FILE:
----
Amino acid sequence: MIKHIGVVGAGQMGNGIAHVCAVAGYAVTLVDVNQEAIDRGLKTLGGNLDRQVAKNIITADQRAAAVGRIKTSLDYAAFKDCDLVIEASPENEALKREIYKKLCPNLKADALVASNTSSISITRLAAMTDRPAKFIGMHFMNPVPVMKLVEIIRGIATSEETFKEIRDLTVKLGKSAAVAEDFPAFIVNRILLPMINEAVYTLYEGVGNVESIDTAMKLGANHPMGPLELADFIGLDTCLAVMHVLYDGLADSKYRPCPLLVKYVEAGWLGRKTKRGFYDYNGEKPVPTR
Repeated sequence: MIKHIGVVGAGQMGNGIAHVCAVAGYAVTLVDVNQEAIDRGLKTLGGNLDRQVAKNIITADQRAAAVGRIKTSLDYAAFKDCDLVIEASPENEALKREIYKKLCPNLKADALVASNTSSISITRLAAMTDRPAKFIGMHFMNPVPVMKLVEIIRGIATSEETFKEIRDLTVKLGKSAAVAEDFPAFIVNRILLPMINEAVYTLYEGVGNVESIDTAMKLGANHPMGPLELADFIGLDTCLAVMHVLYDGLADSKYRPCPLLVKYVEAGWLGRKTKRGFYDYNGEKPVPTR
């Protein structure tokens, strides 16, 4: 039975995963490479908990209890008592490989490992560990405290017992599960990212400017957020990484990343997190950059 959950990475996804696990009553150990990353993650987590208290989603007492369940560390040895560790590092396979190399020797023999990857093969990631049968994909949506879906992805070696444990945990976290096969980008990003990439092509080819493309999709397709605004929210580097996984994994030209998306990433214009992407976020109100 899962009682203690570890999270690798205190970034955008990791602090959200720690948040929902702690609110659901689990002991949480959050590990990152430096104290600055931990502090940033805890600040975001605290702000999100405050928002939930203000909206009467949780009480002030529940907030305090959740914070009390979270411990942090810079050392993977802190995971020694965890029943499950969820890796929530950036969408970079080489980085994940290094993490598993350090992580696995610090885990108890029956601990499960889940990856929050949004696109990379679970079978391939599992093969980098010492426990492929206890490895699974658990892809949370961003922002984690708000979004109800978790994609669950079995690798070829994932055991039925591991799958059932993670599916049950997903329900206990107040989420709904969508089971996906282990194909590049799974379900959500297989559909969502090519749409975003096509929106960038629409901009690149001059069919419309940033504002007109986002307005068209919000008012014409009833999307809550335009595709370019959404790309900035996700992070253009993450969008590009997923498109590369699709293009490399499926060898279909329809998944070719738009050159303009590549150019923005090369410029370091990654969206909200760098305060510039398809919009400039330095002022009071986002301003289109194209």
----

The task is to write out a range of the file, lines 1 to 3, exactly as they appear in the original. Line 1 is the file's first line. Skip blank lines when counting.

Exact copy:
Amino acid sequence: MIKHIGVVGAGQMGNGIAHVCAVAGYAVTLVDVNQEAIDRGLKTLGGNLDRQVAKNIITADQRAAAVGRIKTSLDYAAFKDCDLVIEASPENEALKREIYKKLCPNLKADALVASNTSSISITRLAAMTDRPAKFIGMHFMNPVPVMKLVEIIRGIATSEETFKEIRDLTVKLGKSAAVAEDFPAFIVNRILLPMINEAVYTLYEGVGNVESIDTAMKLGANHPMGPLELADFIGLDTCLAVMHVLYDGLADSKYRPCPLLVKYVEAGWLGRKTKRGFYDYNGEKPVPTR
Repeated sequence: MIKHIGVVGAGQMGNGIAHVCAVAGYAVTLVDVNQEAIDRGLKTLGGNLDRQVAKNIITADQRAAAVGRIKTSLDYAAFKDCDLVIEASPENEALKREIYKKLCPNLKADALVASNTSSISITRLAAMTDRPAKFIGMHFMNPVPVMKLVEIIRGIATSEETFKEIRDLTVKLGKSAAVAEDFPAFIVNRILLPMINEAVYTLYEGVGNVESIDTAMKLGANHPMGPLELADFIGLDTCLAVMHVLYDGLADSKYRPCPLLVKYVEAGWLGRKTKRGFYDYNGEKPVPTR
């Protein structure tokens, strides 16, 4: 039975995963490479908990209890008592490989490992560990405290017992599960990212400017957020990484990343997190950059 959950990475996804696990009553150990990353993650987590208290989603007492369940560390040895560790590092396979190399020797023999990857093969990631049968994909949506879906992805070696444990945990976290096969980008990003990439092509080819493309999709397709605004929210580097996984994994030209998306990433214009992407976020109100 899962009682203690570890999270690798205190970034955008990791602090959200720690948040929902702690609110659901689990002991949480959050590990990152430096104290600055931990502090940033805890600040975001605290702000999100405050928002939930203000909206009467949780009480002030529940907030305090959740914070009390979270411990942090810079050392993977802190995971020694965890029943499950969820890796929530950036969408970079080489980085994940290094993490598993350090992580696995610090885990108890029956601990499960889940990856929050949004696109990379679970079978391939599992093969980098010492426990492929206890490895699974658990892809949370961003922002984690708000979004109800978790994609669950079995690798070829994932055991039925591991799958059932993670599916049950997903329900206990107040989420709904969508089971996906282990194909590049799974379900959500297989559909969502090519749409975003096509929106960038629409901009690149001059069919419309940033504002007109986002307005068209919000008012014409009833999307809550335009595709370019959404790309900035996700992070253009993450969008590009997923498109590369699709293009490399499926060898279909329809998944070719738009050159303009590549150019923005090369410029370091990654969206909200760098305060510039398809919009400039330095002022009071986002301003289109194209």